The value of bed sheets exported is around three billion dollars. Their unit value is around six dollars a kilo whereas the towels are still below five dollars a kilo. There is greater value addition in producing printed duvet covers, bed sheets and pillows etc.
There is one inescapable conclusion, Pakistan gets the lowest values for its merchandise. Our volumes in Home-textiles are now quite respectable and probably as big as anyone else, yet the value per unit is the lowest in the world. This is even when we compare to India or Bangladesh. We are the cheapest country to buy from. Why?
1) We make our products from the worst quality of cotton in the world. It is short staple and brittle.
2) Most of our factories were poorly equipped and under- funded as compared to our Indian competitors who were established well before partition.
3) Perhaps the most important reason for all is the poor level of skills, education and training amongst our entrepreneurs, managers, workers and sales persons.
4) The perception that our country is a hotbed of fanaticism and is dangerous to travel in, and do business with. It is unreliable and prone to frequent manmade catastrophes.
Let’s try to remove these drawbacks and we will be able to grow the value of our exports even if the growth in volume slows down. In value we have a long way to go before we catch up with our regional rivals, not to talk of the Chinese or European manufacturers.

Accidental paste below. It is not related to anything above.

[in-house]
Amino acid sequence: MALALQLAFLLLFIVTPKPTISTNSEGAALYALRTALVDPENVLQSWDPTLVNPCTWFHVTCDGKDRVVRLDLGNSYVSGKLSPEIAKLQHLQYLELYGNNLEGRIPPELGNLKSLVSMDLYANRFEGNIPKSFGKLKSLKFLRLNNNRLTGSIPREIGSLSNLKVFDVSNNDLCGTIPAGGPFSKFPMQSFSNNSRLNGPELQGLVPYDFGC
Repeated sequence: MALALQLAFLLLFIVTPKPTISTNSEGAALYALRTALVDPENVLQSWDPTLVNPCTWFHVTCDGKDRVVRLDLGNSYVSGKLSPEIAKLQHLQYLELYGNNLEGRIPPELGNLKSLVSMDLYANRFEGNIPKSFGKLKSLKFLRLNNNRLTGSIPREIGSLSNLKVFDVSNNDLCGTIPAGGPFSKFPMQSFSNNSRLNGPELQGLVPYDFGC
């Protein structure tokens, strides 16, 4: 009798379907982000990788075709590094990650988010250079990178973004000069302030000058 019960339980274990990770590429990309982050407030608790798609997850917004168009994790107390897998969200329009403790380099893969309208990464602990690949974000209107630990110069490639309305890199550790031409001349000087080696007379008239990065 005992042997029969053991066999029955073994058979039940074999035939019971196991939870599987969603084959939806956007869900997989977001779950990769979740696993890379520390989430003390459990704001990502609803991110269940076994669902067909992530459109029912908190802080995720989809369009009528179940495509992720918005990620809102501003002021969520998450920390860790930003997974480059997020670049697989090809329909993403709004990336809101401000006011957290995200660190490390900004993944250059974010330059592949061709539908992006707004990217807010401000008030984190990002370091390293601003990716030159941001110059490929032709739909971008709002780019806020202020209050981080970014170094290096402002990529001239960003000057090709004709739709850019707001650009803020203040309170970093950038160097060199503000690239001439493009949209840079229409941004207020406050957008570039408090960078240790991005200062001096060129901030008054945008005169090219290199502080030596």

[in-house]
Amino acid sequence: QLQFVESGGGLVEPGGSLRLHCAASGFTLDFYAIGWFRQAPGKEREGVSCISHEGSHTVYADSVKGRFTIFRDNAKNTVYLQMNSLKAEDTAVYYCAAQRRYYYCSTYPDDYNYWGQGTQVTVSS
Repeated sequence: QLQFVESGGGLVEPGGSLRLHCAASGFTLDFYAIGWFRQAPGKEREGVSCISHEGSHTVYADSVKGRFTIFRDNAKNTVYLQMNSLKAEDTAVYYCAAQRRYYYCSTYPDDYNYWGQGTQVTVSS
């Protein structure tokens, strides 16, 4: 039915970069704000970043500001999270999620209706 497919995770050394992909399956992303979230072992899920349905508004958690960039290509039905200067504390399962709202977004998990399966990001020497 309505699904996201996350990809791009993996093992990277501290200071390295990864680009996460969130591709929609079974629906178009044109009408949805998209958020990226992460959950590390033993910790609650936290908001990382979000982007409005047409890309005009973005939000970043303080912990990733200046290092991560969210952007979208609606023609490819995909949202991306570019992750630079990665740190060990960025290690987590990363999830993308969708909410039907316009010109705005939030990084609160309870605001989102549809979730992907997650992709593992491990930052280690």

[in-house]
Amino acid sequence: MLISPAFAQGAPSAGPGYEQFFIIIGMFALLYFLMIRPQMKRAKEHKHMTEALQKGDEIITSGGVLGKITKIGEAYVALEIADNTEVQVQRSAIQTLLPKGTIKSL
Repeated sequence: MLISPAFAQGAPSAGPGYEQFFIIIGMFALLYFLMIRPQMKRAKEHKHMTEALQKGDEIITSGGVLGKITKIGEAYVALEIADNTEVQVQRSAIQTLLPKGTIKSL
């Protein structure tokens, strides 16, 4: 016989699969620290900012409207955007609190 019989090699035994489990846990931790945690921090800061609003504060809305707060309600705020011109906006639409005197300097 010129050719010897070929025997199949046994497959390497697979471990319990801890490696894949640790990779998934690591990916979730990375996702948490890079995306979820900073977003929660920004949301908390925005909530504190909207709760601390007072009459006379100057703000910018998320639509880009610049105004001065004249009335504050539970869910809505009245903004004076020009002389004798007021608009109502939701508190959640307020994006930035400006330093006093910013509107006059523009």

We need to overcome certain obstacles, including paucity of research and adaptation, without any further loss of time. This is something we need to do not just for our cotton, but wheat, rice, and all other agricultural produce.
This will not cost much, but will require a seriousness of purpose and consistent support for a few years and then the whole process of knowledge enhancement begins to gather momentum and attracts its own resources.
Skill development in our workers and management will need better schooling, widespread technical skills training and enhancement institutes. Our emphasis up to now has been on developing, among other things, religious and Pakistan studies, law and the arts and languages.
There are, for example, 176 medical colleges and universities in Pakistan but the number of textile varsities is just three. We need hundreds of institutes developing simple skills and imparting basic training to people.
This will assist our poor labourers heading abroad as simple unskilled loaders and construction workers to get better wages as skilled workmen.
The lack of any diversification in our exports is striking. Even in the fields we dominate we have no clue of alternate fibers, like microfiber, vegetable fiber, silks, wool and linen.
The country has the diversity to excel in all these and their development will give a much broader base to our textile industry as well.
Insofar as the last reason— the perception of our country as a terrorist state—is concerned, enough has been said and written about it for me to state the obvious.
Copyright Business Recorder, 2023